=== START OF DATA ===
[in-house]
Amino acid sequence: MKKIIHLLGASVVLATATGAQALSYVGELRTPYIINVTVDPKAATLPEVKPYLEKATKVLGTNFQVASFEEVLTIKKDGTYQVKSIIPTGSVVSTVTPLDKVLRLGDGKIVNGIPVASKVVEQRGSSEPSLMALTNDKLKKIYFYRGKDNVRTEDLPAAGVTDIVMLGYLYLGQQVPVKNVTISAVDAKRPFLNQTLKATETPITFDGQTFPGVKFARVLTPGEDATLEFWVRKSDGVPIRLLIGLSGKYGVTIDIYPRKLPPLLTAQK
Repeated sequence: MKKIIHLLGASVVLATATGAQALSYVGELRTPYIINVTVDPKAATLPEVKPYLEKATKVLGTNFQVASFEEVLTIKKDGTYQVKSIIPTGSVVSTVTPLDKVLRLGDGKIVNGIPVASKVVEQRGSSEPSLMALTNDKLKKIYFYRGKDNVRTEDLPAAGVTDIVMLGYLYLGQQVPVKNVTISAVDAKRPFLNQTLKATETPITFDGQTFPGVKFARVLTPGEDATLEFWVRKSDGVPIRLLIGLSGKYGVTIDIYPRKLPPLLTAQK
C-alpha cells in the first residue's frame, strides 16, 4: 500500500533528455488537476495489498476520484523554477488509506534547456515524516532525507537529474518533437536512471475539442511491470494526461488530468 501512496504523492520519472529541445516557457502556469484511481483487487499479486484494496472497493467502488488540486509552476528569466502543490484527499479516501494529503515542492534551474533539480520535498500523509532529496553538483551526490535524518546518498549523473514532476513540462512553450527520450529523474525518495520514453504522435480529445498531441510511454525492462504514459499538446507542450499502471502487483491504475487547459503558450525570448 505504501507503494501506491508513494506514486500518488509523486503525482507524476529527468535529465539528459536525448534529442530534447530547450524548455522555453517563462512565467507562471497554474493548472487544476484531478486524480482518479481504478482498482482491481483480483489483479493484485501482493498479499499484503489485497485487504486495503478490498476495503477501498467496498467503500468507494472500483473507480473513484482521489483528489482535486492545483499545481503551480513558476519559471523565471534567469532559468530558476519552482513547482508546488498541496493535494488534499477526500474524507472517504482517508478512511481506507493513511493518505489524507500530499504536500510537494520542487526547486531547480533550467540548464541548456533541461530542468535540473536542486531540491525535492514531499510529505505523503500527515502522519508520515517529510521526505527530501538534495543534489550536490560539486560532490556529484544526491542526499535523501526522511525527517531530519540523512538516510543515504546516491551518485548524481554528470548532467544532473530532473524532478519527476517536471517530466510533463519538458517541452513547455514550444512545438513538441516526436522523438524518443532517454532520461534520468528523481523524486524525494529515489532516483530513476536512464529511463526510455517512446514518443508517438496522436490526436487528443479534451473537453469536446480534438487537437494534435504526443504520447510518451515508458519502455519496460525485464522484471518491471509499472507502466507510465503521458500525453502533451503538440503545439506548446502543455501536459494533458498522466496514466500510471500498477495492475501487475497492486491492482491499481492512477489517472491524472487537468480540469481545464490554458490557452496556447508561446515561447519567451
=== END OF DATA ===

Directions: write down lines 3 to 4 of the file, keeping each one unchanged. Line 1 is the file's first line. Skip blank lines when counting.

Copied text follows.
Repeated sequence: MKKIIHLLGASVVLATATGAQALSYVGELRTPYIINVTVDPKAATLPEVKPYLEKATKVLGTNFQVASFEEVLTIKKDGTYQVKSIIPTGSVVSTVTPLDKVLRLGDGKIVNGIPVASKVVEQRGSSEPSLMALTNDKLKKIYFYRGKDNVRTEDLPAAGVTDIVMLGYLYLGQQVPVKNVTISAVDAKRPFLNQTLKATETPITFDGQTFPGVKFARVLTPGEDATLEFWVRKSDGVPIRLLIGLSGKYGVTIDIYPRKLPPLLTAQK
C-alpha cells in the first residue's frame, strides 16, 4: 500500500533528455488537476495489498476520484523554477488509506534547456515524516532525507537529474518533437536512471475539442511491470494526461488530468 501512496504523492520519472529541445516557457502556469484511481483487487499479486484494496472497493467502488488540486509552476528569466502543490484527499479516501494529503515542492534551474533539480520535498500523509532529496553538483551526490535524518546518498549523473514532476513540462512553450527520450529523474525518495520514453504522435480529445498531441510511454525492462504514459499538446507542450499502471502487483491504475487547459503558450525570448 505504501507503494501506491508513494506514486500518488509523486503525482507524476529527468535529465539528459536525448534529442530534447530547450524548455522555453517563462512565467507562471497554474493548472487544476484531478486524480482518479481504478482498482482491481483480483489483479493484485501482493498479499499484503489485497485487504486495503478490498476495503477501498467496498467503500468507494472500483473507480473513484482521489483528489482535486492545483499545481503551480513558476519559471523565471534567469532559468530558476519552482513547482508546488498541496493535494488534499477526500474524507472517504482517508478512511481506507493513511493518505489524507500530499504536500510537494520542487526547486531547480533550467540548464541548456533541461530542468535540473536542486531540491525535492514531499510529505505523503500527515502522519508520515517529510521526505527530501538534495543534489550536490560539486560532490556529484544526491542526499535523501526522511525527517531530519540523512538516510543515504546516491551518485548524481554528470548532467544532473530532473524532478519527476517536471517530466510533463519538458517541452513547455514550444512545438513538441516526436522523438524518443532517454532520461534520468528523481523524486524525494529515489532516483530513476536512464529511463526510455517512446514518443508517438496522436490526436487528443479534451473537453469536446480534438487537437494534435504526443504520447510518451515508458519502455519496460525485464522484471518491471509499472507502466507510465503521458500525453502533451503538440503545439506548446502543455501536459494533458498522466496514466500510471500498477495492475501487475497492486491492482491499481492512477489517472491524472487537468480540469481545464490554458490557452496556447508561446515561447519567451